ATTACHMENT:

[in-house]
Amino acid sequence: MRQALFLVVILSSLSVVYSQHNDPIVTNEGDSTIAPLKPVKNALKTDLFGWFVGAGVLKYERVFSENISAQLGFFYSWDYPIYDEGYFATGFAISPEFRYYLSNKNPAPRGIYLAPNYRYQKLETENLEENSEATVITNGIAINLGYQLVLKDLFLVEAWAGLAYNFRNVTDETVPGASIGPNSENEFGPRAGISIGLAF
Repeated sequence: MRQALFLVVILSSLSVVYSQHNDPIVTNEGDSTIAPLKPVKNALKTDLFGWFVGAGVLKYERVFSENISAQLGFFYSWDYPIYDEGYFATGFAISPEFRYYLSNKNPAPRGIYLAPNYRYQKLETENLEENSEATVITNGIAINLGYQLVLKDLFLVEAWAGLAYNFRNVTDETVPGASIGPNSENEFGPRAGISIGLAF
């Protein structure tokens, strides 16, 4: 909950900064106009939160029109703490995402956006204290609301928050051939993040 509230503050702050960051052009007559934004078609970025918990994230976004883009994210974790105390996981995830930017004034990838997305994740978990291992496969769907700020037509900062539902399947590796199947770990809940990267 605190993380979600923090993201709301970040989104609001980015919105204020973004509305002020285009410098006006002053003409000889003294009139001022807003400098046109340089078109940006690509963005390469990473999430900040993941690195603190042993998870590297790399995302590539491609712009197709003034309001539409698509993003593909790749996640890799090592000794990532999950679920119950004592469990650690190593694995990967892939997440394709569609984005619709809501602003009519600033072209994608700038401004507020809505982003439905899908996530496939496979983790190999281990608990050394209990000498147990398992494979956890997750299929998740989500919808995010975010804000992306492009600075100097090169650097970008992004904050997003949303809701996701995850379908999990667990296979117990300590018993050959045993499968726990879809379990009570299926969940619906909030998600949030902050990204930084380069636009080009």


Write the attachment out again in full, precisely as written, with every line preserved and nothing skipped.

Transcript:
[in-house]
Amino acid sequence: MRQALFLVVILSSLSVVYSQHNDPIVTNEGDSTIAPLKPVKNALKTDLFGWFVGAGVLKYERVFSENISAQLGFFYSWDYPIYDEGYFATGFAISPEFRYYLSNKNPAPRGIYLAPNYRYQKLETENLEENSEATVITNGIAINLGYQLVLKDLFLVEAWAGLAYNFRNVTDETVPGASIGPNSENEFGPRAGISIGLAF
Repeated sequence: MRQALFLVVILSSLSVVYSQHNDPIVTNEGDSTIAPLKPVKNALKTDLFGWFVGAGVLKYERVFSENISAQLGFFYSWDYPIYDEGYFATGFAISPEFRYYLSNKNPAPRGIYLAPNYRYQKLETENLEENSEATVITNGIAINLGYQLVLKDLFLVEAWAGLAYNFRNVTDETVPGASIGPNSENEFGPRAGISIGLAF
């Protein structure tokens, strides 16, 4: 909950900064106009939160029109703490995402956006204290609301928050051939993040 509230503050702050960051052009007559934004078609970025918990994230976004883009994210974790105390996981995830930017004034990838997305994740978990291992496969769907700020037509900062539902399947590796199947770990809940990267 605190993380979600923090993201709301970040989104609001980015919105204020973004509305002020285009410098006006002053003409000889003294009139001022807003400098046109340089078109940006690509963005390469990473999430900040993941690195603190042993998870590297790399995302590539491609712009197709003034309001539409698509993003593909790749996640890799090592000794990532999950679920119950004592469990650690190593694995990967892939997440394709569609984005619709809501602003009519600033072209994608700038401004507020809505982003439905899908996530496939496979983790190999281990608990050394209990000498147990398992494979956890997750299929998740989500919808995010975010804000992306492009600075100097090169650097970008992004904050997003949303809701996701995850379908999990667990296979117990300590018993050959045993499968726990879809379990009570299926969940619906909030998600949030902050990204930084380069636009080009």